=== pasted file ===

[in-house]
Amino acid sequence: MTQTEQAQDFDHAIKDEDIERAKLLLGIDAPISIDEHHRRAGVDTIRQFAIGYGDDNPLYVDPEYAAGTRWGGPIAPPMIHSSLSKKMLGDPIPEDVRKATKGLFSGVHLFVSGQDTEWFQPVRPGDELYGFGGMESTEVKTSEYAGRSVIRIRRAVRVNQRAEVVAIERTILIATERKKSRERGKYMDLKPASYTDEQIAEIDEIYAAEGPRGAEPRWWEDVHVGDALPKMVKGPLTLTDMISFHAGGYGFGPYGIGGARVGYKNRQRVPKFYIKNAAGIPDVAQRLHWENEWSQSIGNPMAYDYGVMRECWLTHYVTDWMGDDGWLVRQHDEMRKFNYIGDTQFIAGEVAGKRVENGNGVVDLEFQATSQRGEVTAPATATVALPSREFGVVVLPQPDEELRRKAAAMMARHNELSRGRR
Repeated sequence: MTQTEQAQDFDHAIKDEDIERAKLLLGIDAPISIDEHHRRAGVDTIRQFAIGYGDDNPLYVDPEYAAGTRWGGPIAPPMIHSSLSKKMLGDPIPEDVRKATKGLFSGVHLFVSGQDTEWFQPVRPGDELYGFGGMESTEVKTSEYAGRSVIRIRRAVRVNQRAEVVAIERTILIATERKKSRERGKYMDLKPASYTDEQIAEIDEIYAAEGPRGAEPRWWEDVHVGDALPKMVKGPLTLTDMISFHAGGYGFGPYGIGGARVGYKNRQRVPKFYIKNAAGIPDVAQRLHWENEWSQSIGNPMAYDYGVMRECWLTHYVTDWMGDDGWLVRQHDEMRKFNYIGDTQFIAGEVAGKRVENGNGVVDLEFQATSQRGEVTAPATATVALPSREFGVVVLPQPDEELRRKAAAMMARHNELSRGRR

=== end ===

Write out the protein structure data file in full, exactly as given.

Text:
[in-house]
Amino acid sequence: MTQTEQAQDFDHAIKDEDIERAKLLLGIDAPISIDEHHRRAGVDTIRQFAIGYGDDNPLYVDPEYAAGTRWGGPIAPPMIHSSLSKKMLGDPIPEDVRKATKGLFSGVHLFVSGQDTEWFQPVRPGDELYGFGGMESTEVKTSEYAGRSVIRIRRAVRVNQRAEVVAIERTILIATERKKSRERGKYMDLKPASYTDEQIAEIDEIYAAEGPRGAEPRWWEDVHVGDALPKMVKGPLTLTDMISFHAGGYGFGPYGIGGARVGYKNRQRVPKFYIKNAAGIPDVAQRLHWENEWSQSIGNPMAYDYGVMRECWLTHYVTDWMGDDGWLVRQHDEMRKFNYIGDTQFIAGEVAGKRVENGNGVVDLEFQATSQRGEVTAPATATVALPSREFGVVVLPQPDEELRRKAAAMMARHNELSRGRR
Repeated sequence: MTQTEQAQDFDHAIKDEDIERAKLLLGIDAPISIDEHHRRAGVDTIRQFAIGYGDDNPLYVDPEYAAGTRWGGPIAPPMIHSSLSKKMLGDPIPEDVRKATKGLFSGVHLFVSGQDTEWFQPVRPGDELYGFGGMESTEVKTSEYAGRSVIRIRRAVRVNQRAEVVAIERTILIATERKKSRERGKYMDLKPASYTDEQIAEIDEIYAAEGPRGAEPRWWEDVHVGDALPKMVKGPLTLTDMISFHAGGYGFGPYGIGGARVGYKNRQRVPKFYIKNAAGIPDVAQRLHWENEWSQSIGNPMAYDYGVMRECWLTHYVTDWMGDDGWLVRQHDEMRKFNYIGDTQFIAGEVAGKRVENGNGVVDLEFQATSQRGEVTAPATATVALPSREFGVVVLPQPDEELRRKAAAMMARHNELSRGRR